I went to USC film school, made a bunch of shorts there. Luckily, I got discovered off of my musical short “When the Kids Are Away,” and I started making movies. It’s kind of an insane Cinderella story.
I got a call from Steven Spielberg on a Friday night and got my catapult into the business. I’ve done a bunch of movies, but it wasn’t until a couple years ago where I really questioned what kind of movies I wanted to make. I found “Crazy Rich Asians” and I feel like this is the beginning of my Chapter Two.”
P.S. Some extra stuff related to the film or the cast members.
– A heart warming tweet by Awkwafina: Thank you guys for believing in Awkwafina.
“The secret weapon of Jon M. Chu’s deliriously entertaining and slyly insightful rom-com Crazy Rich Asians (out today from Warner Bros, and if you haven’t bought your tickets yet, do that now) isn’t Henry Golding, the film’s debonair leading man, in his big-screen debut. It isn’t Constance Wu, the film’s lovably acerbic protagonist. It isn’t even everyone’s fave breakout star this summer, the rapper/actor Awkwafina. Nor is it the luminescent Gemma Chan, the absolutely perfect Michelle Yeoh, or the brilliantly unholy comic trinity of Ken Jeong, Jimmy O. Yang, and Ronny Chieng.
No, the ace card in Crazy Rich Asians‘ loaded hand is its soundtrack, which combines nostalgic Chinese big-band jazz numbers from the swinging sixties with tongue-twisted remakes of American pop classics (a Cantonese-language version of Madonna’s “Material Girl,” anyone?) to weave what Chu calls an “eclectic tapestry of old, new and remixed favorites.”
“I wanted to take hit American songs and make them Chinese, to give audiences a sense of how we feel as Asian Americans,” Chu tells Quartz. “That crazy blend of identities and cultures that makes up who we are. It felt to me like a critical part of what we were trying to do.”
The centerpiece of Chu’s remix playlist is a Chinese version of a song by the British band Coldplay, its first real breakout, titled “Yellow” (video). The name itself was enough to cause head-shaking at Warner Bros, when connected with the first US studio film with an all-Asian cast in 25 years. Though the song is not about race, the term “yellow” is fraught with negative associations: It’s identified with cowardice, with illness, with fake news. For Asians, it’s frequently used as a slur, a reference to the color of Asian skin, used in ominous phrases like “yellow peril.” Chu himself says he remembers being called yellow in a “derogatory way throughout high school.”
Some at the studio were concerned that the song would evoke these stereotypes, Chu says. “They were like, ‘Whoa, we can’t do that, what do you think people will say?’ And I told them, ‘Well, a white director couldn’t do it.’”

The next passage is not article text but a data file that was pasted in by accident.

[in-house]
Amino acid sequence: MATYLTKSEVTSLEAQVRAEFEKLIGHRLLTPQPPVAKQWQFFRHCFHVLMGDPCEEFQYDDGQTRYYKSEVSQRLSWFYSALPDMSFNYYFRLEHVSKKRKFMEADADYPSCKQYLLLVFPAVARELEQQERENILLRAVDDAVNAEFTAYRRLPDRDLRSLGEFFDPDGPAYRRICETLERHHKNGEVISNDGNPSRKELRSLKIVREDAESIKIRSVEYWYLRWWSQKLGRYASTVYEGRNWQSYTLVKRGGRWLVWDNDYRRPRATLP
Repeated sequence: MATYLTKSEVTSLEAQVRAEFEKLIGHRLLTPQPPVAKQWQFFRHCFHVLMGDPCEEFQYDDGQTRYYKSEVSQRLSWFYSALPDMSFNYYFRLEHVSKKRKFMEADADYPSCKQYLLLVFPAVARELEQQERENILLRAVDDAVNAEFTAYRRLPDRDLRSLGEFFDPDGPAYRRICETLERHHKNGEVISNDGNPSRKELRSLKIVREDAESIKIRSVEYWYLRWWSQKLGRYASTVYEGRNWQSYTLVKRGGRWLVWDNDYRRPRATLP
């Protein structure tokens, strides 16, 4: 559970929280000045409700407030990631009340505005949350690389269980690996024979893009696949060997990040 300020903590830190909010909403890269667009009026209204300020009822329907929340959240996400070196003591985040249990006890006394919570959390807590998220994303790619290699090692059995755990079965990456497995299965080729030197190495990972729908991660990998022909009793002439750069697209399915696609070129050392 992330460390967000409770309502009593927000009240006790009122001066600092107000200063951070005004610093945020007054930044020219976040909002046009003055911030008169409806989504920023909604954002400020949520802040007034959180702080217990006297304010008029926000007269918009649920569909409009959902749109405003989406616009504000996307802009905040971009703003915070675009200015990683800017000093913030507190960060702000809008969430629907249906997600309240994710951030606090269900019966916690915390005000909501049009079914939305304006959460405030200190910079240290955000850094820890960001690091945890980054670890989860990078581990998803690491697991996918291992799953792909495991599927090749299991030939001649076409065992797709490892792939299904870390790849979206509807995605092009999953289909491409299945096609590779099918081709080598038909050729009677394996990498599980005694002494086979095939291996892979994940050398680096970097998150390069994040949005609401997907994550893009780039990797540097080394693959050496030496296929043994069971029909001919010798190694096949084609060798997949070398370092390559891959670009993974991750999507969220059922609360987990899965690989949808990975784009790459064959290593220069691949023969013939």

He convinced the studio. “All credit to them, I said, ‘Guys trust me on this one’ and they gave in,” laughs Chu. But getting Coldplay on board was harder. The band had been taken to task for cultural appropriation following the lurid video for 2012’s “Princess of China,” which put Rihanna in exotic orientalist drag, and again in 2016’s “Hymn for the Weekend,” which was shot in India during the festival of Holi, and featured Beyonce in traditional Indian garb. Coldplay rejected the request to use “Yellow” as soon as it was submitted.
The rejection prompted Chu to write the band a direct letter, explaining his love for the song, and “complicated relationship” with its title. “For the first time in my life, it described the color in the most beautiful, magical ways,” Chu wrote. “The color of the stars, her skin, the love. It was an incredible image of attraction and aspiration that it made me rethink my own self image.” Allowing him to use the song in the movie, Chu wrote, would give a “a whole generation of Asian-Americans, and others, the same sense of pride I got when I heard your song.”
Within an hour, the band emailed him back, granting him permission. As promised, Chu triumphantly features it, unmistakably Sinified, as the film’s final song, during its protagonist’s climactic moment of self-realization. Sung in Mandarin by the Chinese-American YouTuber and The Voice contestant Katherine Ho, it swells anthemically beneath visuals of protagonist Rachel Chu coming to recognize that she’s strong enough to move forward.“
Ref: Coldplay – Yellow
Crazy Rich Asians Soundtrack – Material Girl (200 Du) – Sally Yeh //Cantonese-language version of Madonna’s “Material Girl,” anyone?
“The first time I saw Margaret Cho on Comedy Central, she was like a unicorn. She was an Asian woman who had a perfect American accent, something I wasn’t used to seeing. And she was so funny and unashamed and bold. I remember thinking, “That is what I want to be.” Just seeing her made it seem slightly more possible. And then Lucy Liu in “Charlie’s Angels” and Michelle Yeoh in her action movies. When you don’t have representation growing up, you don’t know how to materialize your dreams. You don’t even know it’s possible.“